Here's a closer look:
Burt tells us how this fish came to swim down his arm:
"I got the tattoo in early 1972, at Lyle Tuttle’s tattoo parlor in San Francisco—the only place in the entire city then to get a tattoo professionally done with a machine; it was located near the bus station.
I was sitting around with some other people smoking weed and drinking bourbon in our house out near Seal Rock. We were all very drunk when someone said, as a kind of announcement, let’s go get tattoos!
We piled into a very old (late forties?) Plymouth (I think) and drove to the tattoo parlor. The other guys (no women came with us—but a couple of weeks later I took an ex-girlfriend of mine who was visiting from NYC, where I was from, to get a lovely tattoo of a rose on her wrist) were lined up to get something each from the one tattoo artist who was working at the time; his name was Pat.
[Editor's note: This was legendary artist Pat 'The Picture Machine' Martynuik (1937-1989), who went on to found Picture Machine Tattoo in 1976]
There were samples of tattoos on all the walls in the parlor, on paper pinned there—the usual sorts of things—and the people I was with were choosing from them. (One of us, the one who was driving, got his wife’s name put on his upper arm, while the rest of the group but for me were getting images like a red devil or a motorcycle with wings bursting out of a cloud, or something like that.) I didn’t like any of the images I saw.
Then I recalled Arthur Conan Doyle’s inaugural story of Sherlock Holmes and Dr. Watson, A Study in Scarlet. In it, Holmes looks out of his window and points to a man walking up the street below (who later appears at the apartment door for help). Watson, the foil, is taken aback and is highly skeptical of this new acquaintance. The man, Holmes claims, is a sailor just back from Shanghai. Eventually Holmes will explain to Watson that he knew that was who the man was because he had a rather new looking tattoo of pink fish bones on his forearm, and had a sunburn; apparently, when they docked in Shanghai, British sailors in the mid nineteenth century would get this one tattoo.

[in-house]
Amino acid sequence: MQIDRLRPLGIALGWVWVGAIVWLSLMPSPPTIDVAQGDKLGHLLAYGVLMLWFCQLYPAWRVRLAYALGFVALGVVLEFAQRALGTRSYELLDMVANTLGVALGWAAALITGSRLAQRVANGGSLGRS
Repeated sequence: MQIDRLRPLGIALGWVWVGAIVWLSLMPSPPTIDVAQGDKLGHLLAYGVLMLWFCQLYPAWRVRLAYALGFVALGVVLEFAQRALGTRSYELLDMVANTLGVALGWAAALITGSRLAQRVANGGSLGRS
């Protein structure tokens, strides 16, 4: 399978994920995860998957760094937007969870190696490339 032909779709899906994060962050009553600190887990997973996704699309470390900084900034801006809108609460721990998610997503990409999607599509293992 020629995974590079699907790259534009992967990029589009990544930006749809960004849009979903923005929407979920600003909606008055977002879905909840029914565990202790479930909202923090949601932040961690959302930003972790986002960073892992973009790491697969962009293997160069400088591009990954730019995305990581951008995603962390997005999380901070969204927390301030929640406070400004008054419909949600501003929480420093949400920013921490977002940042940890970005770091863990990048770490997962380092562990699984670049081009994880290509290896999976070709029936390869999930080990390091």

So I asked Pat for pink fish bones. He said he didn’t have pink, but how about blue? I said that that would be fine.
Pat was a real pro, and he tended to work very quickly. He shaved my forearm and rubbed on some alcohol and then set to work. Aside from the shock of the machine inflicting more pain on me than I had expected, I was mesmerized by the image he was creating. He drew the spine and then, very quickly, drew in the other bones, having put a head on; the very thin, fine lines of the bones radiating out from the spine were gorgeous in their delicacy. He drew in the tail fin and the lines there were almost as nice, but a bit stronger for a solid contrast, and to me were beautiful.
Then, without a pause, suddenly, he drew in a dorsal fin. I was appalled. What had he done? Whoever heard of fish bones, head and tail attached, with a dorsal fin as well? He had instantly made the fish skeleton come alive or at least whole with that back fin. I quickly demanded that he had in some way to fix this. He hadn't understood what I was trying for.Burt sent us the following poem:
After a quick negotiation he shaded in most of the beautifully detailed work he had done, those bones coming out from the spine on either side. In this way he turned the skeleton into a quasi abstracted whole fish. The tiny hint of a smile in the fish's head had to be left as it was (he added that with a very quick flourish too.) I then, as a finale, asked him to put a red dot in the eye.
Over the years the dot has faded completely, but I'm happy with the way the blue lines have held up, now in late middle age and remembering back to my early adulthood."
Late February Sun
Jane, Age Seven
The sunlight startles us awake,
loosens the ground whose shoots and buds -
their traces of red and blue — stand
against the odds. A squirrel makes
for her cache. The first woodpecker
rattles on, wrong yet beautiful —
no sense to the light, how we cleave
to its persistence. This morning
I also make for my cache of
papers, a pile of fallen leaves
on my desk, and instinctively
dig up this past autumn memo
from Jane: “cats birds dogs fish monkeys
whales dolphins.” Her hand suddenly
sure and bright — why, though, no snakes?
I praise all creatures, who as if
they had never known winter are
now, too soon, desperately alive.
(Copyright 2013 by Burt Kimmelman, from Gradually the World, BlazeVOX [books].)
~ ~ ~
Burt Kimmelman's eighth collection of poetry is Gradually the World: New and Selected Poems, 1983 – 2013 (BlazeVOX, 2013). In addition to poetry he has published a number of books and articles of literary criticism, and several memoir-essays. He is often interviewed; his work is frequently anthologized, has been the subject of reviews and essays, and featured on NPR's The Writer's Almanac. He teaches at New Jersey Institute of Technology in Newark. More information about him, and samples of his poetry and prose, can be found at BurtKimmelman.com.
Thanks to Burt for sharing his poem and tattoo with us here on Tattoosday's Tattooed Poets Project!
This entry is ©2015 Tattoosday. The poem and tattoo are reprinted with the poet's permission.
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